Hundreds of business executives, community leaders, elected officials, students and citizens got their first look at Alamance Community College’s recently-opened Advanced Applied Technology Center at a special event on October 6, which included speeches, a ribbon-cutting, and tours.
The $16 million, 55,000 square foot state-of-the-art tech center opened in time for fall semester in August. However, the Oct. 6 event – scheduled to coincide with National Manufacturing Day – was the community’s first opportunity to tour the facility and speak with business and industry leaders who have partnered with the College to develop a 21st century workforce, much of it focused on advanced manufacturing.
“This is a game-changer for the College, for our students and for local business and industry,” said College President Dr. Algie Gatewood. “This facility represents more than bricks and mortar. It represents this College’s role in addressing a skills gap that continues to impact local business and industry. Through this facility, Alamance Community College will enlarge, enhance and fill a pipeline of skilled workers desperately needed by local employers.”
The Advanced Applied Technology Center – the most sophisticated and ambitious capital project since the College was founded in 1958 – unites and expands five industrial programs: Mechatronics Engineering, Computer-Integrated Machining, Welding, Automotive Systems, and Air Conditioning-Heating-Refrigeration.
“Not only does it ensure the safest and highest level of instruction possible for our students, it is the answer to local industry’s call to graduate this workforce in larger numbers and graduate them much sooner,” said Bill Gomery, ACC Board of Trustees Chairman.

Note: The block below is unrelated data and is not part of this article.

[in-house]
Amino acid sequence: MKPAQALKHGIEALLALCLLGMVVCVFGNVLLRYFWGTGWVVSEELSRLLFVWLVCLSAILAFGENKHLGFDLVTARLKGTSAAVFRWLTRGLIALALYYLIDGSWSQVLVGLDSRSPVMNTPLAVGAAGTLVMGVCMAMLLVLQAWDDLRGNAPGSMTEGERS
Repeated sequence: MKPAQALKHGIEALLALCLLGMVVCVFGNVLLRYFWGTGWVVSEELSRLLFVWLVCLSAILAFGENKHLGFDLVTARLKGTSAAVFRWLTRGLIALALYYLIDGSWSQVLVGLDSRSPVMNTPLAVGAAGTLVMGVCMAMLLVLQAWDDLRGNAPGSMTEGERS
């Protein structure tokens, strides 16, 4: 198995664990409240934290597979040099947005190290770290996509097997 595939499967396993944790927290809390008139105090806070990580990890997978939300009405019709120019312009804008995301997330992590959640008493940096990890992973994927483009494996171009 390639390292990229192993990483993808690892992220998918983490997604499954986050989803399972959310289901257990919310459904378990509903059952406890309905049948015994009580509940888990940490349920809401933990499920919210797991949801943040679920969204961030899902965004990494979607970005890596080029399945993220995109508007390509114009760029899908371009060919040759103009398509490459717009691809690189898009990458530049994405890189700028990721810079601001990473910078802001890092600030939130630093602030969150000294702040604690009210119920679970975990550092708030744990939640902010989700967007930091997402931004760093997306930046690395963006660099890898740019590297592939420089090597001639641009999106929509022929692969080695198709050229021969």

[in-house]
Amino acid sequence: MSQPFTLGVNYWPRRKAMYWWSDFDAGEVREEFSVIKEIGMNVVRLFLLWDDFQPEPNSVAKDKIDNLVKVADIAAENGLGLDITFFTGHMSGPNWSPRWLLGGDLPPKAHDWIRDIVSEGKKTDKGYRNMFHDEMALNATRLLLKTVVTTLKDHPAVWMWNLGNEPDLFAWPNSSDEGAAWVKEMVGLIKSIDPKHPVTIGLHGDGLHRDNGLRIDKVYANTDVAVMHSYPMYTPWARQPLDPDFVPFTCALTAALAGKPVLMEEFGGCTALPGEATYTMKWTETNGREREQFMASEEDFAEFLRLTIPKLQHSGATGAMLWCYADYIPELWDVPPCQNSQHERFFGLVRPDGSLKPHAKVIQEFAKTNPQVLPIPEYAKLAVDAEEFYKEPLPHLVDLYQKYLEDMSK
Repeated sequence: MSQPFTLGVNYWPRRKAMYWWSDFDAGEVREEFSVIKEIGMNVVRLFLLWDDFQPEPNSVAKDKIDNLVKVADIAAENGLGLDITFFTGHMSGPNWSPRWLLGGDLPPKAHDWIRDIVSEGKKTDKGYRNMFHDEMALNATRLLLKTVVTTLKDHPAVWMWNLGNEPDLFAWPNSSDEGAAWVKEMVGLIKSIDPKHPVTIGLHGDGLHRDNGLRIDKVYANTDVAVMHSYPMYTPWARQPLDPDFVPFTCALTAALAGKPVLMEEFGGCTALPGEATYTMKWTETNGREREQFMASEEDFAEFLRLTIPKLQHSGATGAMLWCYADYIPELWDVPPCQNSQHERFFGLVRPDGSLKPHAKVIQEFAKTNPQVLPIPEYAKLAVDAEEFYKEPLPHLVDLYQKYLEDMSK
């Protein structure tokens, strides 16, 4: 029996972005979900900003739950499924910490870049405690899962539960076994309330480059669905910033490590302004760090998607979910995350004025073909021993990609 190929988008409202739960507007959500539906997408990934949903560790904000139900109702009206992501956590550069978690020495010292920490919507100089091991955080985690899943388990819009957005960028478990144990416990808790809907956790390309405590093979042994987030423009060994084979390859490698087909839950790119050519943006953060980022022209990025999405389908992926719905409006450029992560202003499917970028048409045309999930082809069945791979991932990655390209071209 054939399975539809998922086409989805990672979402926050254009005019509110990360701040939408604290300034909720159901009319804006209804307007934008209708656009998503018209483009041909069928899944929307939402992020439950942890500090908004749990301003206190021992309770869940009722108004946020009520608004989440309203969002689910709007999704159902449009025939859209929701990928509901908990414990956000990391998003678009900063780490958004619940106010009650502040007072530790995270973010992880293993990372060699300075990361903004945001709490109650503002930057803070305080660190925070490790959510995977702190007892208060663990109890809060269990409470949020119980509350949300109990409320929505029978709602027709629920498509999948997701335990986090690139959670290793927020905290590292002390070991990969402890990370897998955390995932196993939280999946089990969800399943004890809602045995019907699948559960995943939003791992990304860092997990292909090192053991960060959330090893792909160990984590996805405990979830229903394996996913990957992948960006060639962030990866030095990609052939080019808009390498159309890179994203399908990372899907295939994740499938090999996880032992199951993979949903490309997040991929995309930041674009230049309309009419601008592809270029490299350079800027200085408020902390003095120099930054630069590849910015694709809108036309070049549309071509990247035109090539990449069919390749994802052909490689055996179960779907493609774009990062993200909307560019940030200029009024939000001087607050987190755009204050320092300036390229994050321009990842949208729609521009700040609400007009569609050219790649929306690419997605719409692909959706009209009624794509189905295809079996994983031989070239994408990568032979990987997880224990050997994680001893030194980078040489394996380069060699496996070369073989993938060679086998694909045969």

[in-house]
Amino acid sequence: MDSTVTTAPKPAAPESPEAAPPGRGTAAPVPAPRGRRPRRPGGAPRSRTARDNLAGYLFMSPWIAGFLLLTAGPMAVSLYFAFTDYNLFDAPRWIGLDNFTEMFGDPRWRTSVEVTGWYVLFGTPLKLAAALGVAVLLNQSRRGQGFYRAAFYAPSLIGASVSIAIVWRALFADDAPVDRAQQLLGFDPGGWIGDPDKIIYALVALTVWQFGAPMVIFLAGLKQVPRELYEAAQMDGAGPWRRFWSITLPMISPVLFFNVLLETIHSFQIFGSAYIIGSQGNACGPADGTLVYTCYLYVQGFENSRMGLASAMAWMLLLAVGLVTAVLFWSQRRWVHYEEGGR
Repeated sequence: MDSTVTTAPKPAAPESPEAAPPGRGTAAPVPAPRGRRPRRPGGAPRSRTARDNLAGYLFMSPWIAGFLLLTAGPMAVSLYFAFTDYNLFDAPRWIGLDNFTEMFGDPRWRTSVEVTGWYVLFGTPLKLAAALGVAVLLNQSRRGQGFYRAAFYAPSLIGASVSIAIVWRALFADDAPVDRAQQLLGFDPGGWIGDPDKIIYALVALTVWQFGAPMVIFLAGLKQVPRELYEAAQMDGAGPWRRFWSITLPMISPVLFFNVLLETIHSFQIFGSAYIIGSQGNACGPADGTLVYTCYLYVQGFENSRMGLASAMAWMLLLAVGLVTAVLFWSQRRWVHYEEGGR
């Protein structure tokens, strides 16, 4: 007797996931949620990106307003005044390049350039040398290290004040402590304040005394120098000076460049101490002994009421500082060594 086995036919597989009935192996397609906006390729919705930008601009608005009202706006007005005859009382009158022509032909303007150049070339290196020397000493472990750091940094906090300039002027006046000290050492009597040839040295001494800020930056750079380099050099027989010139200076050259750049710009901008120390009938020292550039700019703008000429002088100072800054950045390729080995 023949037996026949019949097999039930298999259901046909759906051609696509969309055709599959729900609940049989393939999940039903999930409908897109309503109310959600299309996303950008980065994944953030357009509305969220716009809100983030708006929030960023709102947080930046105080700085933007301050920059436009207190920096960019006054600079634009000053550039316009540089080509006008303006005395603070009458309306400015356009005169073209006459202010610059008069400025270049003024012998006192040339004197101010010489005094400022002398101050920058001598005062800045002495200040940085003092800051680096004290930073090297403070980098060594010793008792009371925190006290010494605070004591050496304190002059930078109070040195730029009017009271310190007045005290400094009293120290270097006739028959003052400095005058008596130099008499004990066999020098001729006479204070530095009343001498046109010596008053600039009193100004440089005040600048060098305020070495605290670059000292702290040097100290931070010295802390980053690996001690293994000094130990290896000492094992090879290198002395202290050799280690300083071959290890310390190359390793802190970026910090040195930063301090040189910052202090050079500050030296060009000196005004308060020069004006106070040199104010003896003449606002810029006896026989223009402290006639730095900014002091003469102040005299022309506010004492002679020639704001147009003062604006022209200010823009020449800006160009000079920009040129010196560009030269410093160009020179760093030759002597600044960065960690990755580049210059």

The Center will allow the College to enroll and train more students and move them more quickly into the jobs pipeline. At the August State of Alamance economic summit – sponsored by the Triad Business Journal and hosted by ACC – industry leaders bemoaned the rapidly growing “skills gap,” emphasizing that Baby Boomers retiring from the workforce cannot be replaced fast enough.
The College’s Advanced Applied Technology Center is expected to play a role in business recruitment and industry retention in Alamance County. North Carolina ranks 4th nationally in manufacturing jobs and is the largest manufacturing state in the Southeast.
Said Eddie Boswell, Chairman of the Alamance County Board of Commissioners: “Our board recognized the ROI [Return on investment] of this facility. In 2014, our board found the funding to push this much-needed project forward. This county has made a significant investment in this facility – and I’m confident it will pay dividends for decades to come.”
Among those attending the public event were (seen here) Mark Walker, U.S. Congressman; Rick Gunn, North Carolina State Senator; Stephen Ross, N.C. Representative; and Dan Gerlach, Golden LEAF Foundation President.